Archive for the ‘Legal Ethics’ Category

Florida JEAC Opinion Allows Judicial Assistants to “Facebook Friend” Lawyers

Tuesday, June 8th, 2010

We previously mentioned the infamous? Judicial Ethics Advisory Opinion 2009-20 which prohibits a judge from “friending” lawyers who appear before the court.  That’s so 2009.

The next logical question for judicial social networking policies has arrived: does this apply to the JA?

Yes, at least in part.  A judicial assistant can friend lawyers who appear before the court.  However, the limitations may devour the rule here.  The JA cannot post anything which makes “reference to the judge or the judge’s office…”  and the posts must be “outside of the judicial assistant’s responsibilities and independent of the judge…”  Given the frequency that people use Facebook at work (including listing where they work in their profile) and the amount of time we all spend at the office, those prohibitions seem fairly high.

JEAC Opinion 2010-04 goes on to note that any lawyer who attempts ex parte communication with the JA via social networking sites should have their head examined and should be de-friended and reported to the judge.

Legal Ethics CLE in West Palm Beach

Thursday, May 20th, 2010

Thanks to those who attended the 2010 Florida Legal Ethics CLE hosted in West Palm Beach by Lorman.  If you missed it, the cd and manual are available here.

For attendees, or just those interested, the powerpoint linked under “Materials” on the right hand column.

Can a Florida Lawyer “Ghostwrite” Pleadings for a Pro Se Litigant

Tuesday, May 18th, 2010

Maybe, since it appears that New York lawyers, under a similar ethics rule, are permitted to do so according to an April 2010 opinion from the New York County Lawyers’ Association.

According to Opinion 742, New York adopted Rule 1.2 which allows “limited scope representation.”  Their Rule looks similar, if not identical, to Florida’s Rule of Professional Conduct 4-1.2.  The ABA had some nice coverage as well.

The Opinion states that lawyers can play a “limited role” with informed (written) consent of the client without disclosing the involvement to the court or opposing party except if there is a rule, order or failure to do so constitutes misrepresentation (or triggers another ethical rule).  Even so, “disclosure” need not include the lawyer’s identity.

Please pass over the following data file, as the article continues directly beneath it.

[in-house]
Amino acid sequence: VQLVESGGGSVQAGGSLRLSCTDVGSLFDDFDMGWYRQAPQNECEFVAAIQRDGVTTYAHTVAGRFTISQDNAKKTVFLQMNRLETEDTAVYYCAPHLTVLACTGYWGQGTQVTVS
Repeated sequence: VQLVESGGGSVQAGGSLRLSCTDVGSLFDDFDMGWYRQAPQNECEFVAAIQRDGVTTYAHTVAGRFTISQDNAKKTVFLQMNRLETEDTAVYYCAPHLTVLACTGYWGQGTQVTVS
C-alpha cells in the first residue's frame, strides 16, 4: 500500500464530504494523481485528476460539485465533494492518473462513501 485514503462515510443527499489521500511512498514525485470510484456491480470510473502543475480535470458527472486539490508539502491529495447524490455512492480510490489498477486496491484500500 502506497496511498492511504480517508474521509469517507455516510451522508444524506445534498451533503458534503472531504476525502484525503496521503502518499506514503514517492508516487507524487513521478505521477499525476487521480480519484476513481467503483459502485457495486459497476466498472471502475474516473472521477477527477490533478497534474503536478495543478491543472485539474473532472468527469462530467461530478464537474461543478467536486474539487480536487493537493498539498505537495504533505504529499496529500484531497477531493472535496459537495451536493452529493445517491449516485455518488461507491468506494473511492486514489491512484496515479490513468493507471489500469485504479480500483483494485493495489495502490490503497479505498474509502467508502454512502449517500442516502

Need quick access to the Florida ethics rules?  Consider this.

Florida Supreme Court and Bar Need to Follow FINRA’s Example on Internet Use and Regulation

Monday, February 15th, 2010

The non-governmental entity which regulates securities firms issued guidance to firms and brokers on the proper use of social networking websites such as Facebook, Linked In, and Twitter.  The Financial Industry Regulatory Authority (FINRA), issued Regulatory Notice 10-06 in January 2010 — on the heels of a prior Guide to the Internet for Registered Representatives.  Additionally, FINRA had a Social Networking Task Force up and running… and podcasts to provide further explanations.

The Florida Supreme Court and Bar, on the other hand, are still working on Internet advertising regulations for Florida lawyers which they have been kicking around since the pre-Twitter era.  FINRA, which handles brokers on a national scale, has repeatedly addressed Internet and social networking issues — touching upon record keeping, advertising, and book/record requirements, according to their press release.  Conversely, the Bar has not been user-friendly in getting a clear explanation into the hands of lawyers.

False YouTube Ad and Padded Resume Leads to Reprimand of Florida Judge

Tuesday, February 9th, 2010

The Supreme Court of Florida commanded Leon County Circuit Court Judge Angela Dempsey to appear for a public reprimand due to (1) a YouTube election advertisement entitled “re-elect” when she had been previously appointed to the bench and (2) a flyer claiming she had 20 years of legal experience when she had been admitted to practice in 1994.  According to the opinion, she admitted the allegations which the Court concluded “was done for the purpose of bolstering her own experience and credibility to the voting public.”